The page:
If there are custom classes, unique low-level spells, new races, or similar options, this is where you are going to give them. I like to give players a list of options for places or professions they might come from and offer the a minor ability, skill, or power connected to that part of the setting. This helps you build the world for the players. If the people of Thule are such masters of the cold that they all know how to summon a ray of frost, you have established a lot about the favor of the Thuleans.

Art and Maps

At some point in this process, you will want to give the players a map of that small area that you have thought through at least well enough to last you the first three adventures.

Beyond that, I try to add art that complements the ideas I have about the campaign. I put images of characters, monsters, and places that might fit into my campaign throughout the primer. This art can tell players who are astute observers a lot about how you envision the world that could take pages to otherwise make work.

I keep a Pinterest account where I collect galleries full of character, concept, and map art to use for purposes like ths.


I have shared my most recent campaign primer as a PDF below. This document covers everything a player would know to build a character in either an OSR game, or in ICRPG (the system for which it is intended) as an example.

Because I am publishing this one, the original art I used was removed and replaced with art that has a Creative Commons license. It is not quite as effective as the pirate art I was using... but I still feel that it catches a lot of the essence.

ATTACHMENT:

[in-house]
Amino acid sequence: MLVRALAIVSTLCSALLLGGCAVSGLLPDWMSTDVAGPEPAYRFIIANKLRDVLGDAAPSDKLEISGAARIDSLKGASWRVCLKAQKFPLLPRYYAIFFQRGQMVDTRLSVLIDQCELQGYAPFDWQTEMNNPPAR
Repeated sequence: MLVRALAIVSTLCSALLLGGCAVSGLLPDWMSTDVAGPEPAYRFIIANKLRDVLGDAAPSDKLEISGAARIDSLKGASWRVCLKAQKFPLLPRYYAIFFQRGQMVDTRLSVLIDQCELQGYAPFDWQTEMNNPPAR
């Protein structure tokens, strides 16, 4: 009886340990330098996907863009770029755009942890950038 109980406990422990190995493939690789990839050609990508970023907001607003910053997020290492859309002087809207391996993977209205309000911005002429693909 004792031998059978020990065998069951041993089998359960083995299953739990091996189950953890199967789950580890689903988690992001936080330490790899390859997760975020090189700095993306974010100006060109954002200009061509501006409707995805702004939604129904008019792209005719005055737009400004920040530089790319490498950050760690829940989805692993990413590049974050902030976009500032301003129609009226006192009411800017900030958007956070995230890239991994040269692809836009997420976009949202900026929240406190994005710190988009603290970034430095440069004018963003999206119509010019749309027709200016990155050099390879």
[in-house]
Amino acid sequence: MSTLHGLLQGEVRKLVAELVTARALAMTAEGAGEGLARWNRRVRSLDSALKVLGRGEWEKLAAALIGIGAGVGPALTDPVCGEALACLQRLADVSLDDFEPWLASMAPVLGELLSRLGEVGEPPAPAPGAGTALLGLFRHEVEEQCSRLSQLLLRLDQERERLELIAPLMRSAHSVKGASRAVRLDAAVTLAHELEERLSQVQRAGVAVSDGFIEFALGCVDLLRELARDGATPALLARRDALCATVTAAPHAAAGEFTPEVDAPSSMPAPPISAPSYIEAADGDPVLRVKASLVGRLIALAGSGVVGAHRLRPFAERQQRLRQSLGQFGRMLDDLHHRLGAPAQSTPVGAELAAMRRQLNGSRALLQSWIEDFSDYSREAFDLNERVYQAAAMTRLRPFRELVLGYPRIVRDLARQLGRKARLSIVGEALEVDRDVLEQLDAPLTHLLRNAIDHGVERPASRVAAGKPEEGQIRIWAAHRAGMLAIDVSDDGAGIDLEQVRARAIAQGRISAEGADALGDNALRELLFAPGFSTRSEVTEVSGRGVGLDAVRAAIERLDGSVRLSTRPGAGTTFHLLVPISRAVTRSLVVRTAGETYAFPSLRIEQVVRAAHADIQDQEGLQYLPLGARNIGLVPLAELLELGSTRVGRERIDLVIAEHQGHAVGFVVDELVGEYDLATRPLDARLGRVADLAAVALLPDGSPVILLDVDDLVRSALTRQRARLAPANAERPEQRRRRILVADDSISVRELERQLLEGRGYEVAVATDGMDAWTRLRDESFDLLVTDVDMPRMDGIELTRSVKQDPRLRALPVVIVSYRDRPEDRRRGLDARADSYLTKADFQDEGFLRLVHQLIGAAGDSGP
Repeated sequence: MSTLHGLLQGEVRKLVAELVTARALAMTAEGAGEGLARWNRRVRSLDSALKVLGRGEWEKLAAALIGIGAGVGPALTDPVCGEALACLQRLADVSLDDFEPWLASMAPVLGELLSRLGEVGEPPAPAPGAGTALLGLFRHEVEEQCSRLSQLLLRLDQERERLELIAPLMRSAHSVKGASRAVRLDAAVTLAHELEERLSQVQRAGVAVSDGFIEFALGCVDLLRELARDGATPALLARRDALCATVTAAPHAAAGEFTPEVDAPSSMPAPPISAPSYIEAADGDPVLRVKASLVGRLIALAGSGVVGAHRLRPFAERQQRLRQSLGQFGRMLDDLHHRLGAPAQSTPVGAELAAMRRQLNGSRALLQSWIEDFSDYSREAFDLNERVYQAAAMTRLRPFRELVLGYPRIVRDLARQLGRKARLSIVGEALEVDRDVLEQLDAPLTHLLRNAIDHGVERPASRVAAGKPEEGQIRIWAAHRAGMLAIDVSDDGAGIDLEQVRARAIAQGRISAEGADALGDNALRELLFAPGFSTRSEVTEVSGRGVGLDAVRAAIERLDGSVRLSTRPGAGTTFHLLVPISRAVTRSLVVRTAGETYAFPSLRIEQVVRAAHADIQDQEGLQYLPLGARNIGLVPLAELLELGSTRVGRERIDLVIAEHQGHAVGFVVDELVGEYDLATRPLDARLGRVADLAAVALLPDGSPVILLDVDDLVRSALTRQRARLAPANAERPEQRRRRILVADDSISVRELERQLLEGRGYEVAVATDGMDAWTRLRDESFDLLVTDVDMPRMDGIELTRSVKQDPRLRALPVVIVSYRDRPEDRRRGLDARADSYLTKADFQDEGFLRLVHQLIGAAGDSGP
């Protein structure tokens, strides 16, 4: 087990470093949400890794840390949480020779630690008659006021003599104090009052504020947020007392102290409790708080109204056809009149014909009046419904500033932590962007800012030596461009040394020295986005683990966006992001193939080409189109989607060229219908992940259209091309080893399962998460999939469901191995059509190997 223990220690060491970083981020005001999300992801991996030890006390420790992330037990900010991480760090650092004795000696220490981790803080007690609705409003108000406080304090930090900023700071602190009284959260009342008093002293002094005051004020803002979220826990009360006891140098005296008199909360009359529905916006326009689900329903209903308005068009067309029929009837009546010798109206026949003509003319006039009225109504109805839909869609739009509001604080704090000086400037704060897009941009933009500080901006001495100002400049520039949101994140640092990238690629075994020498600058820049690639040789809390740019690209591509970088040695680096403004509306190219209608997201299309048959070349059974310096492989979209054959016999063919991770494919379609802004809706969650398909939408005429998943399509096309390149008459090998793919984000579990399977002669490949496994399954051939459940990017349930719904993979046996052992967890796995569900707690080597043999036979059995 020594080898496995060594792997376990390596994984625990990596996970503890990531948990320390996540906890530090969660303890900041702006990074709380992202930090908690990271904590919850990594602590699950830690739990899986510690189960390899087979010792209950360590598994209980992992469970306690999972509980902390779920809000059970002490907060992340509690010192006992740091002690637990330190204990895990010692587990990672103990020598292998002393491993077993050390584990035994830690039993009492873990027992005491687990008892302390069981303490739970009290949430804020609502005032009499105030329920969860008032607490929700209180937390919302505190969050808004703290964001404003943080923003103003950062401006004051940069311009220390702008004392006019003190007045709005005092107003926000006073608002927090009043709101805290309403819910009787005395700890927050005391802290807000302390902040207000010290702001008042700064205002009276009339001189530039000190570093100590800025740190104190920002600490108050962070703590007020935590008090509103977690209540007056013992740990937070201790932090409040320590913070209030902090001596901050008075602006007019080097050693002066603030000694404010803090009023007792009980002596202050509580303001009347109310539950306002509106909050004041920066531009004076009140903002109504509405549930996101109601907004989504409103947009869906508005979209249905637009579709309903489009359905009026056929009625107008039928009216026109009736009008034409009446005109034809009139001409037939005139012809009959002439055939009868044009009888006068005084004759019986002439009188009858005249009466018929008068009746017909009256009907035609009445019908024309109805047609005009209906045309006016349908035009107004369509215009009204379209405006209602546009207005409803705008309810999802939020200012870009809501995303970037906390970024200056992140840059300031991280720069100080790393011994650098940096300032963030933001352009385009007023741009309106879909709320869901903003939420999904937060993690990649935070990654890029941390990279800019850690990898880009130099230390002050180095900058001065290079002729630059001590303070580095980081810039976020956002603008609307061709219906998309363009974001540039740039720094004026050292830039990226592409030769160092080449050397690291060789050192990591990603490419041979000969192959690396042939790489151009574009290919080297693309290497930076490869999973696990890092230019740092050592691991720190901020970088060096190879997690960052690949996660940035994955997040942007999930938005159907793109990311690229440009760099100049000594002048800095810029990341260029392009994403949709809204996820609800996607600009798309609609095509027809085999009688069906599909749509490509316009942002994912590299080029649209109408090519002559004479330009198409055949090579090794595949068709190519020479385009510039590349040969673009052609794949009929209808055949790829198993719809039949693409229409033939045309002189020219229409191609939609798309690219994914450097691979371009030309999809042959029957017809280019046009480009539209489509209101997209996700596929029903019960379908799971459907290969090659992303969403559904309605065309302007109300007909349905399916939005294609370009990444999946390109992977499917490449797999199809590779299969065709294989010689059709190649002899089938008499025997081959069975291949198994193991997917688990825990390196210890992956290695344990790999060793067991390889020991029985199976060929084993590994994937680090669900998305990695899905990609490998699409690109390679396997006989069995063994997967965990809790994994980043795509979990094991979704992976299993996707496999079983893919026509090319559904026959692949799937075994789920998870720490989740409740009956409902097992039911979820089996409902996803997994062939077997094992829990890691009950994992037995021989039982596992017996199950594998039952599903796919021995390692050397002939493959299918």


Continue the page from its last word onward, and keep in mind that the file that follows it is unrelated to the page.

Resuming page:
Take a Look!

Wednesday, December 9, 2020

Alchemy for B/X Games

"Cauldron" by MysticArts on Pixabay

Last article, I shared an excerpt from my home-brew system Ær: An Adventure Game of Dragon-Riding and Aerial Heroics detailing the Pacts and Blades-inspired Pact Magic system that I created for it. In this article I will be sharing the Alchemy system made for the same campaign. 

I have always liked Alchemist protagonists , although most of the ones I enjoyed appear in books like The White Castle by Orhan Pamuk (very topical these days) Love in the Time of Cholera by Gabriel Garçia Marquez and The Invention of Hugo Cabret by Brian Selznick. Perhaps arguably Frankenstein by Mary Shelly (especially the original 1918 Ed. ) They were hardly Appendix-N adventure story hero material. More the subject of fantasy medical dramas.

When Dungeons and Dragons 3rd Edition offered the option to buy a selection of cool alchemical items, I siezed on it and built a custom class based on the Expert NPC class with some bonus feats, access to the black powder items from the DMG, and weak spellcasting that ran as a sometimes-present Cohort all the way into Epic Levels.

When Pathfinder introduced an Alchemist class in their Advanced Player's Guide,  I was both thrilled and disappointed. Like my experimental class it could chuck bombs, and brew potions, but at best had a limited relationship with the alchemical items, and a slightly less-muddled version the not-spellcasting of Eberron's Artificer class.